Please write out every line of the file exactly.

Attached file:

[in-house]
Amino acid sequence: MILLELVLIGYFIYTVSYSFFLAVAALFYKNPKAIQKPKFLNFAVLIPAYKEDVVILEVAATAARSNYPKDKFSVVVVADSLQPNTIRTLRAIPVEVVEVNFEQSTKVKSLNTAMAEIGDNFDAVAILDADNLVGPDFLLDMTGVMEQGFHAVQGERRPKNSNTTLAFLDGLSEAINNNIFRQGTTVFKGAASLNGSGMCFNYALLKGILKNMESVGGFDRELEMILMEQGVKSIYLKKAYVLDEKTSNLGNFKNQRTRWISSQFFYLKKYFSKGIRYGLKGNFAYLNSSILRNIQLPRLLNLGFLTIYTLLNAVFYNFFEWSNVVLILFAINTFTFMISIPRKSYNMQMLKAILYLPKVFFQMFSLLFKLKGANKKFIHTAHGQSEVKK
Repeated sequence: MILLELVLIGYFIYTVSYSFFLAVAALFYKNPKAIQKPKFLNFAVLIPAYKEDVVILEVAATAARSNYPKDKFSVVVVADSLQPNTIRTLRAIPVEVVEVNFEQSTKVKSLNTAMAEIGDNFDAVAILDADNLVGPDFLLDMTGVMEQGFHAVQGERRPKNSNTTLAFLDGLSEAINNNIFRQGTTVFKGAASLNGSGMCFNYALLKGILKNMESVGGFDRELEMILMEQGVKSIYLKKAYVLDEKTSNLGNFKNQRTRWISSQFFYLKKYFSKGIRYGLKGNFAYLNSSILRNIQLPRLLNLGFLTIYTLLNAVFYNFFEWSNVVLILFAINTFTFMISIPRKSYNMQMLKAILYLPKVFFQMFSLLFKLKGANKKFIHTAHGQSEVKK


[in-house]
Amino acid sequence: MILLELVLIGYFIYTVSYSFFLAVAALFYKNPKAIQKPKFLNFAVLIPAYKEDVVILEVAATAARSNYPKDKFSVVVVADSLQPNTIRTLRAIPVEVVEVNFEQSTKVKSLNTAMAEIGDNFDAVAILDADNLVGPDFLLDMTGVMEQGFHAVQGERRPKNSNTTLAFLDGLSEAINNNIFRQGTTVFKGAASLNGSGMCFNYALLKGILKNMESVGGFDRELEMILMEQGVKSIYLKKAYVLDEKTSNLGNFKNQRTRWISSQFFYLKKYFSKGIRYGLKGNFAYLNSSILRNIQLPRLLNLGFLTIYTLLNAVFYNFFEWSNVVLILFAINTFTFMISIPRKSYNMQMLKAILYLPKVFFQMFSLLFKLKGANKKFIHTAHGQSEVKK
Repeated sequence: MILLELVLIGYFIYTVSYSFFLAVAALFYKNPKAIQKPKFLNFAVLIPAYKEDVVILEVAATAARSNYPKDKFSVVVVADSLQPNTIRTLRAIPVEVVEVNFEQSTKVKSLNTAMAEIGDNFDAVAILDADNLVGPDFLLDMTGVMEQGFHAVQGERRPKNSNTTLAFLDGLSEAINNNIFRQGTTVFKGAASLNGSGMCFNYALLKGILKNMESVGGFDRELEMILMEQGVKSIYLKKAYVLDEKTSNLGNFKNQRTRWISSQFFYLKKYFSKGIRYGLKGNFAYLNSSILRNIQLPRLLNLGFLTIYTLLNAVFYNFFEWSNVVLILFAINTFTFMISIPRKSYNMQMLKAILYLPKVFFQMFSLLFKLKGANKKFIHTAHGQSEVKK